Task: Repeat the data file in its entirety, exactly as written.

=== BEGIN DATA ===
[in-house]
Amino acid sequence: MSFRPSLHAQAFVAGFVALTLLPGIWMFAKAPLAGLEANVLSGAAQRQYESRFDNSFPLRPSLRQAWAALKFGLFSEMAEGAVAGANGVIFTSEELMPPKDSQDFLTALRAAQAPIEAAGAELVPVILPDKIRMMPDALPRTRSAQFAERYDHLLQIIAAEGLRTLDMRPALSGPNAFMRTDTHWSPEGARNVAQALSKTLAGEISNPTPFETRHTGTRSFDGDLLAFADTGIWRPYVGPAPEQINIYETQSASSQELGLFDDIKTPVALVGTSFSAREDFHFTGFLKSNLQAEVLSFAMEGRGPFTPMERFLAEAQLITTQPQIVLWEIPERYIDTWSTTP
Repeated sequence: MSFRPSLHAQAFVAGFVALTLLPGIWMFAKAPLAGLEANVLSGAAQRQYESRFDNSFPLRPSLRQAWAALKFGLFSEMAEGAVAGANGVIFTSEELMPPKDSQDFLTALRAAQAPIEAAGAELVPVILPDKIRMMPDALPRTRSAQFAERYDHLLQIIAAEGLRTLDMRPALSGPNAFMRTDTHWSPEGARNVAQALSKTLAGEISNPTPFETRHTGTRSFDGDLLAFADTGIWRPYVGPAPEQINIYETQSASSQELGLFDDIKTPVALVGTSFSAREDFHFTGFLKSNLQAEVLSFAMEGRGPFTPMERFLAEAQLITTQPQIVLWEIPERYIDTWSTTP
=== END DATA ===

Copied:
[in-house]
Amino acid sequence: MSFRPSLHAQAFVAGFVALTLLPGIWMFAKAPLAGLEANVLSGAAQRQYESRFDNSFPLRPSLRQAWAALKFGLFSEMAEGAVAGANGVIFTSEELMPPKDSQDFLTALRAAQAPIEAAGAELVPVILPDKIRMMPDALPRTRSAQFAERYDHLLQIIAAEGLRTLDMRPALSGPNAFMRTDTHWSPEGARNVAQALSKTLAGEISNPTPFETRHTGTRSFDGDLLAFADTGIWRPYVGPAPEQINIYETQSASSQELGLFDDIKTPVALVGTSFSAREDFHFTGFLKSNLQAEVLSFAMEGRGPFTPMERFLAEAQLITTQPQIVLWEIPERYIDTWSTTP
Repeated sequence: MSFRPSLHAQAFVAGFVALTLLPGIWMFAKAPLAGLEANVLSGAAQRQYESRFDNSFPLRPSLRQAWAALKFGLFSEMAEGAVAGANGVIFTSEELMPPKDSQDFLTALRAAQAPIEAAGAELVPVILPDKIRMMPDALPRTRSAQFAERYDHLLQIIAAEGLRTLDMRPALSGPNAFMRTDTHWSPEGARNVAQALSKTLAGEISNPTPFETRHTGTRSFDGDLLAFADTGIWRPYVGPAPEQINIYETQSASSQELGLFDDIKTPVALVGTSFSAREDFHFTGFLKSNLQAEVLSFAMEGRGPFTPMERFLAEAQLITTQPQIVLWEIPERYIDTWSTTP